Through thick and thin

Posted by ESC on May 01, 2003

In Reply to: Thick and thin? posted by S. Ryan on May 01, 2003

: Any ideas on the origin of "through thick and thin?"

THROUGH THICK AND THIN - "Persistence in a task or in support of someone through both easy and difficult periods; overcoming everything that is in the way. The 'thick' and the 'thin' seem to have referred originally to the conditions encountered by a rider on a horse, who passes now through thickets of wood and now through areas where the growth is sparse or thin. The phrase is ancient enough to have appeared in 'The Exeter Book,' which is nearly 1,000 years old. Chaucer had it in his 'Canterbury Tales' c. 1386. Edmund Spenser's The Faerie Queen' suggests the origin:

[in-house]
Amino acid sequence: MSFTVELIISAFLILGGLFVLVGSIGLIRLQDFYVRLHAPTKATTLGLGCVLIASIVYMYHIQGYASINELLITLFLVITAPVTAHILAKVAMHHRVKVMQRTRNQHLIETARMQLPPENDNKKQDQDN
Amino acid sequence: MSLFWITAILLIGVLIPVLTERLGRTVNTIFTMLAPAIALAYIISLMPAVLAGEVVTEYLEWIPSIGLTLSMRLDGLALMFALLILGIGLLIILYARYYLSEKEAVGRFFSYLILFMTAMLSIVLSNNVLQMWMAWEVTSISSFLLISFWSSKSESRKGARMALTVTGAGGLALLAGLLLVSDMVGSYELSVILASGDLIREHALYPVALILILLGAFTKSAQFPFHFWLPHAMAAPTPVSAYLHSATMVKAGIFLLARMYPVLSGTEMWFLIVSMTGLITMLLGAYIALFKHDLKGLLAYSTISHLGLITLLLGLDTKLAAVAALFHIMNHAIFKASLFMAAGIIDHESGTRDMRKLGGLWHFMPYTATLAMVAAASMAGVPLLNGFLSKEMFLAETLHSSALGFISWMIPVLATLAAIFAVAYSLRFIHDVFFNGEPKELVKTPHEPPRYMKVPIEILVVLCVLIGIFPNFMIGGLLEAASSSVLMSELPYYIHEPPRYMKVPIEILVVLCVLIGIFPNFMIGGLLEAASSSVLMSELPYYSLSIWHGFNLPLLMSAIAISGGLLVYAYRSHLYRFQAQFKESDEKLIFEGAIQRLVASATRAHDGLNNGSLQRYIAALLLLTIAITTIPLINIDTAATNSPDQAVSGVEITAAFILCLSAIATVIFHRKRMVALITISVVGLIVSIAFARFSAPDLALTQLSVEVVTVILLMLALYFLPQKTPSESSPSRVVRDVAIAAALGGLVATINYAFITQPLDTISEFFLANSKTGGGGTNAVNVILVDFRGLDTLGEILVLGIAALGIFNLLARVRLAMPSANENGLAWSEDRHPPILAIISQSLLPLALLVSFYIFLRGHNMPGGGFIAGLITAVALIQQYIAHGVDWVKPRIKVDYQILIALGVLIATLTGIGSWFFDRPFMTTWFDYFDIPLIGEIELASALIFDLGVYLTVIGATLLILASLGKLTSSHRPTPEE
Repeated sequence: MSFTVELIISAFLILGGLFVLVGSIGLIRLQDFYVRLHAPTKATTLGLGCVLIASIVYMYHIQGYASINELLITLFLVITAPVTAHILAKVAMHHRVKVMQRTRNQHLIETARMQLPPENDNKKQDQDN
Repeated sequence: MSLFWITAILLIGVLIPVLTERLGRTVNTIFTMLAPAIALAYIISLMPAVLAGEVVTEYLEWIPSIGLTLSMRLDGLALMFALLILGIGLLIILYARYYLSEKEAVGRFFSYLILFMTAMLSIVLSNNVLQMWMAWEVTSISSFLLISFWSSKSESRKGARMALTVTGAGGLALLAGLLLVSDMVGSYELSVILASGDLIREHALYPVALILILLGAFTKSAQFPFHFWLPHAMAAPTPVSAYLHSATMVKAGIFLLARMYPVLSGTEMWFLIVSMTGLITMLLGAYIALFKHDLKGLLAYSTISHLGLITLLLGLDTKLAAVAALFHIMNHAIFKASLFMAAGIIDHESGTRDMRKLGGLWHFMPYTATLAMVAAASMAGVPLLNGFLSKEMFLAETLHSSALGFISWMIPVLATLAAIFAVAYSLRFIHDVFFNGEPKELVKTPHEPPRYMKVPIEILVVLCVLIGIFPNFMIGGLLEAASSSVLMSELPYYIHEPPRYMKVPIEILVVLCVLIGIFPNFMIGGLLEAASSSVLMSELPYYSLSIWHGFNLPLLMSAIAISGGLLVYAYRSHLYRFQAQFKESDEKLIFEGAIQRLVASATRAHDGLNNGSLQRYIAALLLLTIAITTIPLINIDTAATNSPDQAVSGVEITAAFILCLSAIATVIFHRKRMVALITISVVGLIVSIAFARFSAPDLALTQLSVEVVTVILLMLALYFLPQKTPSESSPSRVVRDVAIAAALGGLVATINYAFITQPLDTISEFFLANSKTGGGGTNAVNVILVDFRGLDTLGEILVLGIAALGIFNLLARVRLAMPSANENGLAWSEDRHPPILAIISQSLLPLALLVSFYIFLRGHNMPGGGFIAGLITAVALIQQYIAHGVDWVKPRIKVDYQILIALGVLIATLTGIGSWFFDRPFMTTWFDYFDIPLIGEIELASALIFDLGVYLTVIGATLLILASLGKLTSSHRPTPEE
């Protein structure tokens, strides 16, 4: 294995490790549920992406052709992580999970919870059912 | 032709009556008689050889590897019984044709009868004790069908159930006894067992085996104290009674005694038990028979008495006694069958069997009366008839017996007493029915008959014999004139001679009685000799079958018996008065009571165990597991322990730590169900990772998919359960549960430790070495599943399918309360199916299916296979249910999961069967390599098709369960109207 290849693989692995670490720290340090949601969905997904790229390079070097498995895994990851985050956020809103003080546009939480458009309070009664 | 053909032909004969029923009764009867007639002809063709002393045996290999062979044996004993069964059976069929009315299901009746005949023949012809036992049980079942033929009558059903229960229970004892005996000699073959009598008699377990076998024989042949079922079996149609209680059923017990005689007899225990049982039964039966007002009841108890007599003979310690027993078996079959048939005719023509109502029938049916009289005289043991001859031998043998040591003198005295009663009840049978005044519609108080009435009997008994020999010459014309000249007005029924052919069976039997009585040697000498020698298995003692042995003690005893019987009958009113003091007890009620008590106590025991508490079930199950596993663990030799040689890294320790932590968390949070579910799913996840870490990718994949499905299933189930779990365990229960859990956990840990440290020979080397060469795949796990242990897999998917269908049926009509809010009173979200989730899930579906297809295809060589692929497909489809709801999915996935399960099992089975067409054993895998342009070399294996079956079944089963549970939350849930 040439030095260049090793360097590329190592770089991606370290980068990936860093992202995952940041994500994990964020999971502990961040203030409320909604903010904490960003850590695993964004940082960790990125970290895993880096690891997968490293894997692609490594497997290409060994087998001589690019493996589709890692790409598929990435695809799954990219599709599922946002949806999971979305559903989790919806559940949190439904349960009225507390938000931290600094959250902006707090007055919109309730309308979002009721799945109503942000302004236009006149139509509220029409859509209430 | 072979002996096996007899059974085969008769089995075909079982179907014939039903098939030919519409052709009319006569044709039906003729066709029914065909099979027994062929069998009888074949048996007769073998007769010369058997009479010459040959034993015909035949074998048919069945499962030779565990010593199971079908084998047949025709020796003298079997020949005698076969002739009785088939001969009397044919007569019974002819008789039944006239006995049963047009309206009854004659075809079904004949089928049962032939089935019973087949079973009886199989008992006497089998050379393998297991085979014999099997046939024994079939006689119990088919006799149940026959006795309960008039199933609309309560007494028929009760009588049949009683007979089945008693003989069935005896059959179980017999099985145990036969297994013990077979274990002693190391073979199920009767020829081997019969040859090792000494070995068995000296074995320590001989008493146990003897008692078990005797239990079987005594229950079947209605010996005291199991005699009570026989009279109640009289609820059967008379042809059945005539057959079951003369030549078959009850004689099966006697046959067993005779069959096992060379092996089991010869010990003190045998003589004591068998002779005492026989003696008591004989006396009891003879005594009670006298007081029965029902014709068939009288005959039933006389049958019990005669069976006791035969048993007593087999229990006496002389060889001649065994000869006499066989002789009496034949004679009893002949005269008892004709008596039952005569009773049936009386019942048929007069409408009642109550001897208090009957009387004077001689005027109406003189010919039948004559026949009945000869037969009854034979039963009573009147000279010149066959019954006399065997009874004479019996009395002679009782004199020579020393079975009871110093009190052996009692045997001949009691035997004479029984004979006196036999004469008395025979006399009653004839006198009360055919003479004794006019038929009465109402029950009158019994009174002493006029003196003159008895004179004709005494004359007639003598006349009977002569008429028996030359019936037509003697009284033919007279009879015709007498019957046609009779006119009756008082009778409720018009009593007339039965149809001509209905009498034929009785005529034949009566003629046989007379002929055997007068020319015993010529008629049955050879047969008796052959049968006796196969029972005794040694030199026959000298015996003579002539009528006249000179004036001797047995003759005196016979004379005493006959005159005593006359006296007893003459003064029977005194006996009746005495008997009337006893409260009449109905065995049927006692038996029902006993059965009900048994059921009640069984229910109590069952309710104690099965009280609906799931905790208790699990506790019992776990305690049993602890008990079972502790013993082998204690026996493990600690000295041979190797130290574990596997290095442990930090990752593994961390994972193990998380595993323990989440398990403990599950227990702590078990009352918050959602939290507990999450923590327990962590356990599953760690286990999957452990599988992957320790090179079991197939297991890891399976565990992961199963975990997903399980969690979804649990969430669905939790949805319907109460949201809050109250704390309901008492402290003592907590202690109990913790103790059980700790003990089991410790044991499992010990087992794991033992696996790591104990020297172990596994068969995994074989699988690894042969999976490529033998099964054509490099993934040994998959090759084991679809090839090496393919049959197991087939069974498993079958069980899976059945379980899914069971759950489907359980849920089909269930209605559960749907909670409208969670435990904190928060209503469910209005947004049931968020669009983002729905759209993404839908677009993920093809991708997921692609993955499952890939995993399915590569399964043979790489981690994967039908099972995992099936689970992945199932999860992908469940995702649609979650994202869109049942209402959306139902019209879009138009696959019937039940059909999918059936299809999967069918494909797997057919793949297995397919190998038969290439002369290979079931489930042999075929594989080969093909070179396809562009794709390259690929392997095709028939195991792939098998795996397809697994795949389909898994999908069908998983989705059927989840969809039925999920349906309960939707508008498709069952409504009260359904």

His tyreling Jade he fiercely forth did push
Through thicke and thin, both over banck and bush.

From The Dictionary of Cliches by James Rogers (Ballantine Books, New York, 1985).